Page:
The playoff format is similar to a game of H.O.R.S.E. where players will pick a shot and their opponent has to duplicate the shot, even if the shot is not made. Players lag to see who leads out in either the odd numbered disciplines or the even numbered disciplines through the first eight shots of the playoffs. The final 8 shots of the match, called the wild card round, is where each player has four shots and they can select from the entire 120 shot program. The only rules are that a player can not duplicate a shot they have already attempted in the match and can not shoot the same discipline in their four wildcard shots. The first round of the playoffs saw three matches based on seeding. Chi-Ming Lin (6) defeated internet sensation Tim “The Quiet Man” Gallagher (11) 66-11. In the 7/10 matchup, France’s internet sensation Maxence “JMasem Trickshots” Delattre (10) upset 7 seeded Brian Pauley 63-35. In the closest match of the round Andrew “The Driver” Sozio (9) defeated Jimmy Glanville (8) on the last shot of the match 37-31.
Day 2 concluded with the quarter final matches, and there were some nailbiters. The number 1 seed Gaston Tomadoni defeated Andrew Sozio 93-52 with only one shot that was missed, showing why he was the number 1 seed. Chi-Ming Lin dispatched #1 Ranked Abram Diaz (3) with a score of 74-44. Lin was in good form and showed why he was the defending champion. Tim Chin (4) outlasted Jamie “The Bayou Bullet” Moody (5) in a close match 82-63. Tim showed why he is the defending National Artistic Pool Champion. The last match of the quarter finals saw Maxence Delattre almost pull off his second upset of the day but falling short 40-37 to the number 2 seeded Jason Lynch. Jason was down 37-33 with one shot left in the match. Jason picked the classic over and under shot, an 8 point special arts shot where the bridge rests across the width of the table on the 1st diamond line. An object ball is shot under the bridge and pocketed while the cue ball jumps over the bridge and then draws back under the bridge to make another object ball in the corner pocket. Jason made the shot on his second attempt. Maxence had a couple good attempts at the shot but came up with no points. The final 4 were set and the players were all looking to etch their names in the history books as World Champion.
The first semi final match was history making match between Gaston Tomadoni and Tim Chin. Since the inception of the current playoff format, there was never tie in a match. After 16 shots, Gaston and Tim were locked in a 56-56 tie. The tiebreaker is a sudden death shootout with each player getting a 5th shot in the wildcard round. Tim picked a shot he shoots very well, a 10 point special arts shot where a cue ball is shot off of a cube of chalk, jumping over a combination, and then kicks back and makes the combination/kick shot. Tim made the shot on his first attempt going up 66-56. Gaston missed this shot on all three attempts. Gaston needed to hit a 10 point shot on the first attempt and then hope Tim misses. Gaston picked a 10 point power draw shot but did not make the shot, which gave Tim the victory and the first spot in the finals.
The second semi final match saw defending champion Chi-Ming Lin and National Artistic Pool Championship runner up Jason Lynch lock horns. Chi-Ming Lin opened up to an early lead over Jason, which forced Jason to attempt harder shots to get back into the match. Lin kept making points where Jason struggled to find a groove. This led to Lin defeating Jason 70-40. The finals were now set. The defending National Artistic Pool Champion in Tim Chin against the defending World Artistic Pool Champion Chi-Ming Lin.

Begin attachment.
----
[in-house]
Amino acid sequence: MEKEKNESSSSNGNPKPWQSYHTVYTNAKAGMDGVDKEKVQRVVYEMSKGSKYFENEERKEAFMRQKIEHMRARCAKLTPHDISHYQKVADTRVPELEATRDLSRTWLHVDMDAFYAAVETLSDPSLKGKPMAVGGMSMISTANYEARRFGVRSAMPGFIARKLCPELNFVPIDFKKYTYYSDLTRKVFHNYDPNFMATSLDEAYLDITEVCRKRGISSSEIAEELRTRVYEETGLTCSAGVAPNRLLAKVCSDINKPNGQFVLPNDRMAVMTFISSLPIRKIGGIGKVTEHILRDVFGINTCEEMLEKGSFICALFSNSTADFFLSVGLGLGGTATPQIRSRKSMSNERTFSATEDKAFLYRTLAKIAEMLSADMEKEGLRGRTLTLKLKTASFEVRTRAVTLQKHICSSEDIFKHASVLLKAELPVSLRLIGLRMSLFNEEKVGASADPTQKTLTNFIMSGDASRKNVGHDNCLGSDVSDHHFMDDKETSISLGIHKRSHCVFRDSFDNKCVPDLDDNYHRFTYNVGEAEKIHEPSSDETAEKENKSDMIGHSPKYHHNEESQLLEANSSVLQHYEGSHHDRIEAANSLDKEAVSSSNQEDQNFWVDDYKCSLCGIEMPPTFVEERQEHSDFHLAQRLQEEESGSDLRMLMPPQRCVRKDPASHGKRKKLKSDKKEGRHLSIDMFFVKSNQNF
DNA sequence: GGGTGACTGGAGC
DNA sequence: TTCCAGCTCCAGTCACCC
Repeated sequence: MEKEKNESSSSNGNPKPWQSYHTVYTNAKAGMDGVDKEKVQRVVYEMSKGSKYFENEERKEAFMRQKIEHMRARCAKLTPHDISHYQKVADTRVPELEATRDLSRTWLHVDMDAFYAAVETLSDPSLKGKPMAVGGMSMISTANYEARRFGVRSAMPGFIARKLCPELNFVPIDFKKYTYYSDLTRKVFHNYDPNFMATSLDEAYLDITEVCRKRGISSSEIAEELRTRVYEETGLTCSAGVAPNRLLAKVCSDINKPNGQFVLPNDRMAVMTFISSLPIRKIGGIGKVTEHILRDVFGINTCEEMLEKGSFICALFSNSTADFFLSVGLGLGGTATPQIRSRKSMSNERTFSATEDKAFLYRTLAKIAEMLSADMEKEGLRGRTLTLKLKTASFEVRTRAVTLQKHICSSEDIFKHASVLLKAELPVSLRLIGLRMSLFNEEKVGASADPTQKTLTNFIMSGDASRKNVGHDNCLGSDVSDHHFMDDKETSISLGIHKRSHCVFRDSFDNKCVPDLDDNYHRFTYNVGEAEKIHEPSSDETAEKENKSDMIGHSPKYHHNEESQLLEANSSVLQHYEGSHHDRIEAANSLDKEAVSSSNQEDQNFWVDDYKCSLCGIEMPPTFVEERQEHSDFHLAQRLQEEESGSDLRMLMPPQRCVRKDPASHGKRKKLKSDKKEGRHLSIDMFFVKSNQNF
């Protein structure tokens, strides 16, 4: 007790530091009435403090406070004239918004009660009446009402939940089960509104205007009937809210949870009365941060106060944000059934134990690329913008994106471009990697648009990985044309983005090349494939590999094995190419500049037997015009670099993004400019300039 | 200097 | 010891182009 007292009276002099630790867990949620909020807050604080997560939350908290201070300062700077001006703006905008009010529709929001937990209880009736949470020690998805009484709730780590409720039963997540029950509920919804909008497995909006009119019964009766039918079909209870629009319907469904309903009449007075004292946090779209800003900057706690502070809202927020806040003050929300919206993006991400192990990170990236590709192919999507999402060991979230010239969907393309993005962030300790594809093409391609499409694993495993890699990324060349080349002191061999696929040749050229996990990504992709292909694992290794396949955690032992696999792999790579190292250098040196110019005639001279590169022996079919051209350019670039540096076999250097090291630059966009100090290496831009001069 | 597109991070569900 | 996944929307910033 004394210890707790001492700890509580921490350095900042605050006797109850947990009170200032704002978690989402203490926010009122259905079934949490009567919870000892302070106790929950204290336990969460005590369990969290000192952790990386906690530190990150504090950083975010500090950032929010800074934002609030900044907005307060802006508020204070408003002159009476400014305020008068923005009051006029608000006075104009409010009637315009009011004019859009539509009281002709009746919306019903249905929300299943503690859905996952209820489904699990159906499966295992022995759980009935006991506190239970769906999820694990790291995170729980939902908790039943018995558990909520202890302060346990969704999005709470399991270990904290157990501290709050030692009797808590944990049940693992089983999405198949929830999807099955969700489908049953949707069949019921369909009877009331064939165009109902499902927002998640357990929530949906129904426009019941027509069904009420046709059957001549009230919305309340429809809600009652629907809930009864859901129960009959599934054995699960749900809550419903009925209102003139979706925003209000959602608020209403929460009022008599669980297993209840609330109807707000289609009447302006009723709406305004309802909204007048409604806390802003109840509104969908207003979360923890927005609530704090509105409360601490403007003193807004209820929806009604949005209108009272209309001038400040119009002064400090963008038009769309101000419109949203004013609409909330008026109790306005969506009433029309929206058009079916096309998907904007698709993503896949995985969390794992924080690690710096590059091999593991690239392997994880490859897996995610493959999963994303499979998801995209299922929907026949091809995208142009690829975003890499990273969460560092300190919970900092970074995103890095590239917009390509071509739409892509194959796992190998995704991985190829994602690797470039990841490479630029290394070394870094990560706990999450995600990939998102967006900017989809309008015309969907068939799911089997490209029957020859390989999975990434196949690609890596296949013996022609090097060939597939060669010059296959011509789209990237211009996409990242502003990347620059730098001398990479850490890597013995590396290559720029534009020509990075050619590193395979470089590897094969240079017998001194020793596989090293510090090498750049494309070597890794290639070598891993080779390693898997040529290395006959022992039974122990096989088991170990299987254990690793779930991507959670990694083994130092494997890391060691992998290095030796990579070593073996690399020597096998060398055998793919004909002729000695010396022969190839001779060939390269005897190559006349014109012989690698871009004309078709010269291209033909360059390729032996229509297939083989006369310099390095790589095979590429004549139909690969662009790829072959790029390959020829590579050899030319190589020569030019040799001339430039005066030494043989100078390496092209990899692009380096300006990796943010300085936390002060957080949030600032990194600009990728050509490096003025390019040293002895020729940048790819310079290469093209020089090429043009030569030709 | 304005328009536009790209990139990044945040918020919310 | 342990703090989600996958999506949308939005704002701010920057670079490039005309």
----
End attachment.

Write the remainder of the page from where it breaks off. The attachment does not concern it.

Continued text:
The players started off making a number of shots, trying to pull ahead in the points. After a couple uncharacteristic misses by Lin, Tim Chin held a narrow lead of 54-45 half way through the match. Down eight points, Lin went for a ten point stroke shot on his second wild card pick. Lin had made this shot against Abram in the round before, becoming the only person to have ever made this shot in competition. Lin missed all three attempts. It was then Tim’s turn to attempt this difficult shot. After carefully measuring out the setup, Tim became the second person to every make this shot in competition buy drilling it on the first try. Tim jumped with excitement and ignited the crowd to come to their feet. Tim was in the drives seat, up 18 points with only 5 shots to go. Players traded shots back and forth until each player only had one shot left. Tim was again in the drives seat up 86-75. At this point in the match, Lin needed to hit a ten point shot and hope that Tim didn’t make it. If Tim was up by 11 points with only his shot left, the match would have been over. Master Lin lived up to his nickname and buried a 10 point Trick & Fancy shot on the first attempt, bringing the score to 86-85 in favor of Tim Chin. If Tim made the shot on the first attempt, he would win the match. The other scenario was if Tim made the shot on any other attempt, all Tim would need to do would be attempt a six point shot and the match would be over. Unfortunately, Tim missed the shot all three times. Tim was very close on his second attempt but the cue ball, after going three rails, did not make the combination. Instead, it kicked off the rail and only hit the first combo ball. Tim was still in the driver’s seat, however, as he still lead 86-85. All Tim needed to do was pick an easy shot and make it on the first try and the match would be over. Tim picked the classic special arts shot “The Hand is Quicker than the Eye.” This is a push through shot where the cue ball is in line with the object ball and a blocker ball is half way between the cue ball and object ball and off set. The player strokes through the cue ball, which hits the blocker and ball and both balls separate, which allows the stroke to continue and hit the object ball. The object ball then strikes a combination/kiss shot set up that makes two balls. At the end of the shot, the only balls on the table are the cue ball, the blocker ball, and the object ball. Tim had made this shot many times this event was comfortable making this. Tim took his first attempt and to the amazement of everyone watching, Tim missed his first attempt. This left the door open for Lin to tie the match if Tim were to make the shot on his second try. Tim took a little bit extra time on the set up before taking his second attempt. To everyone’s amazement, Tim missed his second attempt. People where looking to each other dumbfounded. Tim had to gain his composure since he had one more attempt. After making sure the set up was correct, Tim made his third and final attempt at his final wildcard shot and lead the match 90-85. This left the door open for Lin as all he needed to do was make this shot on his first attempt to win the match. After making sure his set up was correct, Lin took his turn at the shot and when the balls settled, the shot had been made, giving Lin a 91-90 win in a match for the ages. Lin successfully defended his title and became only the 3rd person in the 22 year history of the artistic pool division to win back to back WPA World Artistic Pool Championships.